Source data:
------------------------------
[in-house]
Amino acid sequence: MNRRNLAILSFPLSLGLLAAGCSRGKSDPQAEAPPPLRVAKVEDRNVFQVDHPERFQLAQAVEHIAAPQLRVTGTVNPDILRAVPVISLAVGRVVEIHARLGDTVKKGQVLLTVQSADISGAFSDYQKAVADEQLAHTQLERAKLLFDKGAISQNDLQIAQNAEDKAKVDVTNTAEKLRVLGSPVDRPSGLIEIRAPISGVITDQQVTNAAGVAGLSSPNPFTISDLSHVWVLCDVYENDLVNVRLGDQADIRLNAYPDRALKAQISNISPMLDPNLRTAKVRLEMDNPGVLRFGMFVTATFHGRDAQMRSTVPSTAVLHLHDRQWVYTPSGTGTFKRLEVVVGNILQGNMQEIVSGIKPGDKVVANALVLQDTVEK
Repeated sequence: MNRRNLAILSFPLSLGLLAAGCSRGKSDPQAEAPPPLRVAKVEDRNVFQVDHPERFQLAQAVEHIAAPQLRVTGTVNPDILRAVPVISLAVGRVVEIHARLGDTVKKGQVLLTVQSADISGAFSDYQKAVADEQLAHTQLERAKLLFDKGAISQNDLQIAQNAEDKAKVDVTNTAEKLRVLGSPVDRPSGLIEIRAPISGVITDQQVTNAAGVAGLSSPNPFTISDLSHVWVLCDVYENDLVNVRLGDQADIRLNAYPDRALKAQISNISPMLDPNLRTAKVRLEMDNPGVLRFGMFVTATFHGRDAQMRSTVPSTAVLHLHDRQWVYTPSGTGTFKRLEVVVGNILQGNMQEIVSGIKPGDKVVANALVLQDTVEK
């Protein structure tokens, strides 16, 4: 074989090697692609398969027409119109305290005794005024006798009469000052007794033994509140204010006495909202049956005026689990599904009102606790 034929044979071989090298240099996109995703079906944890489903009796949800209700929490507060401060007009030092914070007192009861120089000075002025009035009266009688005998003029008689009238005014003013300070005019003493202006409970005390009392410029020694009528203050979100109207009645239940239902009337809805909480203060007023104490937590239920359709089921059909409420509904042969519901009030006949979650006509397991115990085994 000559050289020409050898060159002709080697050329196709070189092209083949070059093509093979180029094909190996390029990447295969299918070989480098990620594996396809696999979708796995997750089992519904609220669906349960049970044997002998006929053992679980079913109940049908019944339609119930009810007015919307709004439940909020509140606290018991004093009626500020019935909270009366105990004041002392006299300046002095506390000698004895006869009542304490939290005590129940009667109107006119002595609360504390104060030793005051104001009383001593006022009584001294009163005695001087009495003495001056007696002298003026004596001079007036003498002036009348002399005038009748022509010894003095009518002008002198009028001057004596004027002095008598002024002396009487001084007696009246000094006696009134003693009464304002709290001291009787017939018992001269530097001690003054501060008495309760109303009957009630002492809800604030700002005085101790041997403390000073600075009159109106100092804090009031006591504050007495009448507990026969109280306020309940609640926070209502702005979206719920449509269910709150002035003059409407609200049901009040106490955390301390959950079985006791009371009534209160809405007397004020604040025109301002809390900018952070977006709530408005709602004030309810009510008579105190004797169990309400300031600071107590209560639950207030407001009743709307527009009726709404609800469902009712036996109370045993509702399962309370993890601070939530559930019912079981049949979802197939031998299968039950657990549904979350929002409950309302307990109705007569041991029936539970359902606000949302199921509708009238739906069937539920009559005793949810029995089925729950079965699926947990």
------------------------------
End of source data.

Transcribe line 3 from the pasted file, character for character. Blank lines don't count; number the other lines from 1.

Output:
Repeated sequence: MNRRNLAILSFPLSLGLLAAGCSRGKSDPQAEAPPPLRVAKVEDRNVFQVDHPERFQLAQAVEHIAAPQLRVTGTVNPDILRAVPVISLAVGRVVEIHARLGDTVKKGQVLLTVQSADISGAFSDYQKAVADEQLAHTQLERAKLLFDKGAISQNDLQIAQNAEDKAKVDVTNTAEKLRVLGSPVDRPSGLIEIRAPISGVITDQQVTNAAGVAGLSSPNPFTISDLSHVWVLCDVYENDLVNVRLGDQADIRLNAYPDRALKAQISNISPMLDPNLRTAKVRLEMDNPGVLRFGMFVTATFHGRDAQMRSTVPSTAVLHLHDRQWVYTPSGTGTFKRLEVVVGNILQGNMQEIVSGIKPGDKVVANALVLQDTVEK